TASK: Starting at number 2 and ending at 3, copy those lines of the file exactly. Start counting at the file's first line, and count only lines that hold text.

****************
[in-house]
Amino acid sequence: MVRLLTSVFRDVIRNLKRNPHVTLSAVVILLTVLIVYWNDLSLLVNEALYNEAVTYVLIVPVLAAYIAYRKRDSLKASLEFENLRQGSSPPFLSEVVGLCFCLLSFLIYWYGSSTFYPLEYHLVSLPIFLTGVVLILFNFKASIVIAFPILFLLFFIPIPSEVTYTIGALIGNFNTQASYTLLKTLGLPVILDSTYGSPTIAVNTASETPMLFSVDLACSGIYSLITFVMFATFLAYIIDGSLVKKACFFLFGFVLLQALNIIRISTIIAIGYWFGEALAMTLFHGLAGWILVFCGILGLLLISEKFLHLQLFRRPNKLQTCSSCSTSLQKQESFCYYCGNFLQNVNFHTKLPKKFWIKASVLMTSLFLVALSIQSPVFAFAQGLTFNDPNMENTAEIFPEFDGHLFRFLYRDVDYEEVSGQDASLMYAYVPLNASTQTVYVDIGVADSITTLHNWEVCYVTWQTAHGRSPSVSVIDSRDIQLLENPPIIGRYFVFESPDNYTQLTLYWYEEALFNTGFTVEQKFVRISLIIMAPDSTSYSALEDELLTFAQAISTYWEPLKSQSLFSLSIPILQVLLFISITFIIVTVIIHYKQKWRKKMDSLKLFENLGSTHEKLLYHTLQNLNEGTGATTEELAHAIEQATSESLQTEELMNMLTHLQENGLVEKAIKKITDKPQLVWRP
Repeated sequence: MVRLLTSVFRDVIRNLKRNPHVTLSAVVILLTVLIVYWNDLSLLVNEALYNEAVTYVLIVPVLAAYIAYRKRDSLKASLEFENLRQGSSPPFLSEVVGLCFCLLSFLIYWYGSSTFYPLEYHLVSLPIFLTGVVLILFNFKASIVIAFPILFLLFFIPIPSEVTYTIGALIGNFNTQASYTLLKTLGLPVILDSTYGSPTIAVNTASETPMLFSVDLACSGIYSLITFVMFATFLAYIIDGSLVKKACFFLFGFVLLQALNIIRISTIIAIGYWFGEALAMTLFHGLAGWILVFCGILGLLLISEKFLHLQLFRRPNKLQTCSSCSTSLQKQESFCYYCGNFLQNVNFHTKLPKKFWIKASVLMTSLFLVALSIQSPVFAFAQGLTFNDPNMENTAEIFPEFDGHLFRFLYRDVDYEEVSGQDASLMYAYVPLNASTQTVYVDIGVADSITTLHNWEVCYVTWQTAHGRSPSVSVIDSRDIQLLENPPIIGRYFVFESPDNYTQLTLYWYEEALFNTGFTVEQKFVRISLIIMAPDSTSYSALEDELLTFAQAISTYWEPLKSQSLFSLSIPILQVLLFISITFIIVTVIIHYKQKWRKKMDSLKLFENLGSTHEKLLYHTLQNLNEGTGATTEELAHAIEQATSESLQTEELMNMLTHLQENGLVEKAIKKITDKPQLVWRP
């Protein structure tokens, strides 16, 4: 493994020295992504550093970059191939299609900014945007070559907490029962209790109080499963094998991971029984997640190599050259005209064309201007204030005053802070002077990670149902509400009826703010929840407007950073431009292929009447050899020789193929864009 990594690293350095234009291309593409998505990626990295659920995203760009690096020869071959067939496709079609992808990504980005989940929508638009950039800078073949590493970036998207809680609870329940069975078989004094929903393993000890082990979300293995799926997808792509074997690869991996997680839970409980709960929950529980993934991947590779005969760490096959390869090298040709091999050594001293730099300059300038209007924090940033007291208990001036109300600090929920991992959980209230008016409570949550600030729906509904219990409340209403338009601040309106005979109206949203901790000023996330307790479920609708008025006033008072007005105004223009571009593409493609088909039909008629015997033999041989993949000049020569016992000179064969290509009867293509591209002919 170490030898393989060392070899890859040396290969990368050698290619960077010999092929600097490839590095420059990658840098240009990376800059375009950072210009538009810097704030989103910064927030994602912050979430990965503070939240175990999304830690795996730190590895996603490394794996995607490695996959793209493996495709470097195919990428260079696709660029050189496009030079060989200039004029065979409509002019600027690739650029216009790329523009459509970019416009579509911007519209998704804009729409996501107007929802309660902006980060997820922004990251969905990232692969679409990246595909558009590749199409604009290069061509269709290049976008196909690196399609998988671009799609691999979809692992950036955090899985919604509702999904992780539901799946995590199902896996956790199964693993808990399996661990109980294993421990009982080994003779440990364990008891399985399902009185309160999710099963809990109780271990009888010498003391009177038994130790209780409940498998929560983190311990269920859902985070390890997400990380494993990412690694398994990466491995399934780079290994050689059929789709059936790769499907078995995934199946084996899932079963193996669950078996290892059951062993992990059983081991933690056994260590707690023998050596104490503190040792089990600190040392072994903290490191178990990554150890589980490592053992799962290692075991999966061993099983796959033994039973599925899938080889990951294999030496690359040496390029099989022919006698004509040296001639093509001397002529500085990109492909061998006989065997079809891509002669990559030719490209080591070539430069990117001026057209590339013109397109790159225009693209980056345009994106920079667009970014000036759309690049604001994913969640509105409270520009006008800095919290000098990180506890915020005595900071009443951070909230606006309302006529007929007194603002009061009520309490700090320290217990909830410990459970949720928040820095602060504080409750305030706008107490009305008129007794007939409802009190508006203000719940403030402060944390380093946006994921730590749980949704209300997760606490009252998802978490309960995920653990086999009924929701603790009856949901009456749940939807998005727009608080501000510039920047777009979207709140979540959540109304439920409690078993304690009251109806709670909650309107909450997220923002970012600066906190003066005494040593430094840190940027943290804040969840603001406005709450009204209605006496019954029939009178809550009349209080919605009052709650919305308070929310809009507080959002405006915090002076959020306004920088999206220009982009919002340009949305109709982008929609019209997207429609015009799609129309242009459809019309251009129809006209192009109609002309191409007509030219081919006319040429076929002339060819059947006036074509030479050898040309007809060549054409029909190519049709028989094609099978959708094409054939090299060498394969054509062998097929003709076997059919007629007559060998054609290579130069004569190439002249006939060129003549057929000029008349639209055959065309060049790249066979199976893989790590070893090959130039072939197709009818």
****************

Amino acid sequence: MVRLLTSVFRDVIRNLKRNPHVTLSAVVILLTVLIVYWNDLSLLVNEALYNEAVTYVLIVPVLAAYIAYRKRDSLKASLEFENLRQGSSPPFLSEVVGLCFCLLSFLIYWYGSSTFYPLEYHLVSLPIFLTGVVLILFNFKASIVIAFPILFLLFFIPIPSEVTYTIGALIGNFNTQASYTLLKTLGLPVILDSTYGSPTIAVNTASETPMLFSVDLACSGIYSLITFVMFATFLAYIIDGSLVKKACFFLFGFVLLQALNIIRISTIIAIGYWFGEALAMTLFHGLAGWILVFCGILGLLLISEKFLHLQLFRRPNKLQTCSSCSTSLQKQESFCYYCGNFLQNVNFHTKLPKKFWIKASVLMTSLFLVALSIQSPVFAFAQGLTFNDPNMENTAEIFPEFDGHLFRFLYRDVDYEEVSGQDASLMYAYVPLNASTQTVYVDIGVADSITTLHNWEVCYVTWQTAHGRSPSVSVIDSRDIQLLENPPIIGRYFVFESPDNYTQLTLYWYEEALFNTGFTVEQKFVRISLIIMAPDSTSYSALEDELLTFAQAISTYWEPLKSQSLFSLSIPILQVLLFISITFIIVTVIIHYKQKWRKKMDSLKLFENLGSTHEKLLYHTLQNLNEGTGATTEELAHAIEQATSESLQTEELMNMLTHLQENGLVEKAIKKITDKPQLVWRP
Repeated sequence: MVRLLTSVFRDVIRNLKRNPHVTLSAVVILLTVLIVYWNDLSLLVNEALYNEAVTYVLIVPVLAAYIAYRKRDSLKASLEFENLRQGSSPPFLSEVVGLCFCLLSFLIYWYGSSTFYPLEYHLVSLPIFLTGVVLILFNFKASIVIAFPILFLLFFIPIPSEVTYTIGALIGNFNTQASYTLLKTLGLPVILDSTYGSPTIAVNTASETPMLFSVDLACSGIYSLITFVMFATFLAYIIDGSLVKKACFFLFGFVLLQALNIIRISTIIAIGYWFGEALAMTLFHGLAGWILVFCGILGLLLISEKFLHLQLFRRPNKLQTCSSCSTSLQKQESFCYYCGNFLQNVNFHTKLPKKFWIKASVLMTSLFLVALSIQSPVFAFAQGLTFNDPNMENTAEIFPEFDGHLFRFLYRDVDYEEVSGQDASLMYAYVPLNASTQTVYVDIGVADSITTLHNWEVCYVTWQTAHGRSPSVSVIDSRDIQLLENPPIIGRYFVFESPDNYTQLTLYWYEEALFNTGFTVEQKFVRISLIIMAPDSTSYSALEDELLTFAQAISTYWEPLKSQSLFSLSIPILQVLLFISITFIIVTVIIHYKQKWRKKMDSLKLFENLGSTHEKLLYHTLQNLNEGTGATTEELAHAIEQATSESLQTEELMNMLTHLQENGLVEKAIKKITDKPQLVWRP